There is no God here. 

I needed this so much. Thank you.

"Beauty and THE BEEEEEES! NO! NOT THE BEEEEEEEES!”

(via synchra)

01 9 / 2014

01 9 / 2014

"Until we have seen someone’s darkness, we don’t really know who they are. Until we have forgiven someone’s darkness, we don’t really know what love is."

Marianne Williamson (via psych-facts)

(via daggerleonelli)

01 9 / 2014

beautiesofafrique:

Once a year thousands of Zulu people make the long journey to the King of the Zulu nation’s royal residence at KwaNyokeni Palace. Here, every September month, young Zulu maidens will take part in the cultural festival, the Royal Reed Dance festival - or Umkhosi woMhlanga in the Zulu language.

Steeped in the history of the rise of the Zulu kingdom the Reed Dance festival has been tirelessly celebrated by countless generations, and attracts thousands of visitors from throughout the country and from across the world.

It is a great honour for the young women to be invited to take part in the Reed Dance ceremony, and its also a source of great dignity and pride for their families and communities. According to Zulu tradition, only virgins are permitted to take part in the festival to ensure that they are ritually ‘pure’.

The Reed Dance festival is a solemn occasion for the young women, but also an opportunity to show off their singing, dancing and bead-work, the fruits of many months of excitement and preparation.

The Reed Festival takes its name from the riverbed reeds, which are the central focus of this four-day event. As the ceremony begins the young women prepare to form a procession led by the chief princess. One of the daughters of the Zulu King is also the leader of the group of maidens as they go through this important rite of passage.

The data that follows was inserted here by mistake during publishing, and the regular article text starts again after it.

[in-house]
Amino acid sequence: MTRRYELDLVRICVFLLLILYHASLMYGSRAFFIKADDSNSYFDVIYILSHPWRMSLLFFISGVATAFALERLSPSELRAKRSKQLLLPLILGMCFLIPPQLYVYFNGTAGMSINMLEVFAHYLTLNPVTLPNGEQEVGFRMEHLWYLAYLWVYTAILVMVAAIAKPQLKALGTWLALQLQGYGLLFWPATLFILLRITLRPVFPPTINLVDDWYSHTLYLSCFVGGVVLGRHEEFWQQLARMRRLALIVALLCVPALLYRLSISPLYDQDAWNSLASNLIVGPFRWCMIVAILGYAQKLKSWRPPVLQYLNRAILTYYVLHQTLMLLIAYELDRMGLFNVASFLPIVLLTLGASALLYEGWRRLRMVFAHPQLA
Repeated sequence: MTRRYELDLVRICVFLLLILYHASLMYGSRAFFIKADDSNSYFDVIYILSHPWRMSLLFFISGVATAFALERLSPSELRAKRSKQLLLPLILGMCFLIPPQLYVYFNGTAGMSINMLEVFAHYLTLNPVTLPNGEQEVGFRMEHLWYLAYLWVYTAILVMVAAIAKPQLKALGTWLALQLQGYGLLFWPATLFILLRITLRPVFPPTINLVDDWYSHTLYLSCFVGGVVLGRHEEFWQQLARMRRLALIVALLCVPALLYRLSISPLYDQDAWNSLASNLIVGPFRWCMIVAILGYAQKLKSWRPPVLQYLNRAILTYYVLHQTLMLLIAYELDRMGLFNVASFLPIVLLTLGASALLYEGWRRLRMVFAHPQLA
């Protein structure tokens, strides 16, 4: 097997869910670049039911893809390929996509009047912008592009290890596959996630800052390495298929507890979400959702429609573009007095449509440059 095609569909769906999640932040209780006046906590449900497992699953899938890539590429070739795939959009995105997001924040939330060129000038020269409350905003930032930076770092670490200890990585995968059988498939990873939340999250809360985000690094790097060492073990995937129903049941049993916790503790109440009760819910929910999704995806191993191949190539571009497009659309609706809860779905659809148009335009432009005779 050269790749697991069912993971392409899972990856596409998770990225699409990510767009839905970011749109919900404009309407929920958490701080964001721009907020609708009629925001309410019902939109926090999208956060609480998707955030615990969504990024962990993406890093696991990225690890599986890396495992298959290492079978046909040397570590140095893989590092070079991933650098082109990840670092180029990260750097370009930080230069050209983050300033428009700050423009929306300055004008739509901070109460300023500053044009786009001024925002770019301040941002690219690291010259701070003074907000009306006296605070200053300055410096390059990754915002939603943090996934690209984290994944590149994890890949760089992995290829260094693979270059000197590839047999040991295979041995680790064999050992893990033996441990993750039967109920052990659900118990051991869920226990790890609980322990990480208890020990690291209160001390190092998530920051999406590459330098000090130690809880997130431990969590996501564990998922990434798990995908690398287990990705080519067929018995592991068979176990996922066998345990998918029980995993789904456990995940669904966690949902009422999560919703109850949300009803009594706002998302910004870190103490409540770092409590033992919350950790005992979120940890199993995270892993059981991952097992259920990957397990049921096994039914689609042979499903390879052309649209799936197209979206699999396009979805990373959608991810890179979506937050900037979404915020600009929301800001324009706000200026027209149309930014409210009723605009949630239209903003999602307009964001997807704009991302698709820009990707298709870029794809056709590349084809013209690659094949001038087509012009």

The reed-sticks are carried in a procession by the young maidens who are invited to the King’s palace, with the rest of the Zulu nation helping them to celebrate their preparation for womanhood.

Each maiden carries a reed which has been cut by the riverbed and it symbolizes the power that is vested in nature. The reeds reflect a deep  connection with origin of the Zulu people, where, tradition tells us, the original ancestor emerged from a reed bed.

 And still, today an expectant hush falls on the crowd as the chief princess is the first to choose a reed. Shouts of joy and celebration greet her as the reed remains intact, and, with bated breath, each of the young women takes it in turn to choose a reed.

Accompanied by  singing and dancing, the stately procession winds its way up the hill to the palace entrance where the king awaits, flanked by his royal regiment.

As leader of the group of young women, the chief princess kneels down before the king and presents him with a reed to mark the occasion, before joining the young women in a dance of tribute to the king.

  Source

(via kudufawks)

01 9 / 2014

captainnaustralia:

captainnaustralia:

fun fact: once in biology my teacher told us that “if you’re ever crying wipe the tears all over your face and they’ll help clear up your skin” then he explained that because tears are designed to clear dust and dirt from your eyes and will do the same for your skin and clear up acne and i remember thinking “excellent, fandom will make me beautiful”

image

this isn’t how i want to be remembered 

(via studiocute)

01 9 / 2014

clorinspats:

so i was scrollin along on the internet, minding my own business when

image

okay wtf they can’t be serious

image

they’re serious

(via queenaltaria)